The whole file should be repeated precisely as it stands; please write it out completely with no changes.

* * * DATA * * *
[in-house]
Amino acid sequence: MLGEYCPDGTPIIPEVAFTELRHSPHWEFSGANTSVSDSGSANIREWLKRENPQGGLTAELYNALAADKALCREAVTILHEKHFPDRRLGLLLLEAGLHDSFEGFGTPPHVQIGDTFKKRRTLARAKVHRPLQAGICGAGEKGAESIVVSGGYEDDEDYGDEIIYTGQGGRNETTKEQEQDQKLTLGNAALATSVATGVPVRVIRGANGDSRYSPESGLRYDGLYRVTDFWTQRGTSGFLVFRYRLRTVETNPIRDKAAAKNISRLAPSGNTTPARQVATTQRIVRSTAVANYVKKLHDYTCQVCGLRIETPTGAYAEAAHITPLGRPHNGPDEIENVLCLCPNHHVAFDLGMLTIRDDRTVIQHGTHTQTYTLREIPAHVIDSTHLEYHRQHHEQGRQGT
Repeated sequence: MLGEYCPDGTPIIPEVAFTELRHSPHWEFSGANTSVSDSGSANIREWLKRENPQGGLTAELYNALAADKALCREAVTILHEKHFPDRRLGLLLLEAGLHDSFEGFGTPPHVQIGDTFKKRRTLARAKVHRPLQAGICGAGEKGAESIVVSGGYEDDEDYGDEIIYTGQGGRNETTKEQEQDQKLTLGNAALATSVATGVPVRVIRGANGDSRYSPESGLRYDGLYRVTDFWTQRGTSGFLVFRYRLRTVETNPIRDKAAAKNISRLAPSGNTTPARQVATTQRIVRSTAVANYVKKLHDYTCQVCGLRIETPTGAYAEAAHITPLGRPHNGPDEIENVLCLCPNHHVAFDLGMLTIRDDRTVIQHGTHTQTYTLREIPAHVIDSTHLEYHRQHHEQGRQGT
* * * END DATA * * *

[in-house]
Amino acid sequence: MLGEYCPDGTPIIPEVAFTELRHSPHWEFSGANTSVSDSGSANIREWLKRENPQGGLTAELYNALAADKALCREAVTILHEKHFPDRRLGLLLLEAGLHDSFEGFGTPPHVQIGDTFKKRRTLARAKVHRPLQAGICGAGEKGAESIVVSGGYEDDEDYGDEIIYTGQGGRNETTKEQEQDQKLTLGNAALATSVATGVPVRVIRGANGDSRYSPESGLRYDGLYRVTDFWTQRGTSGFLVFRYRLRTVETNPIRDKAAAKNISRLAPSGNTTPARQVATTQRIVRSTAVANYVKKLHDYTCQVCGLRIETPTGAYAEAAHITPLGRPHNGPDEIENVLCLCPNHHVAFDLGMLTIRDDRTVIQHGTHTQTYTLREIPAHVIDSTHLEYHRQHHEQGRQGT
Repeated sequence: MLGEYCPDGTPIIPEVAFTELRHSPHWEFSGANTSVSDSGSANIREWLKRENPQGGLTAELYNALAADKALCREAVTILHEKHFPDRRLGLLLLEAGLHDSFEGFGTPPHVQIGDTFKKRRTLARAKVHRPLQAGICGAGEKGAESIVVSGGYEDDEDYGDEIIYTGQGGRNETTKEQEQDQKLTLGNAALATSVATGVPVRVIRGANGDSRYSPESGLRYDGLYRVTDFWTQRGTSGFLVFRYRLRTVETNPIRDKAAAKNISRLAPSGNTTPARQVATTQRIVRSTAVANYVKKLHDYTCQVCGLRIETPTGAYAEAAHITPLGRPHNGPDEIENVLCLCPNHHVAFDLGMLTIRDDRTVIQHGTHTQTYTLREIPAHVIDSTHLEYHRQHHEQGRQGT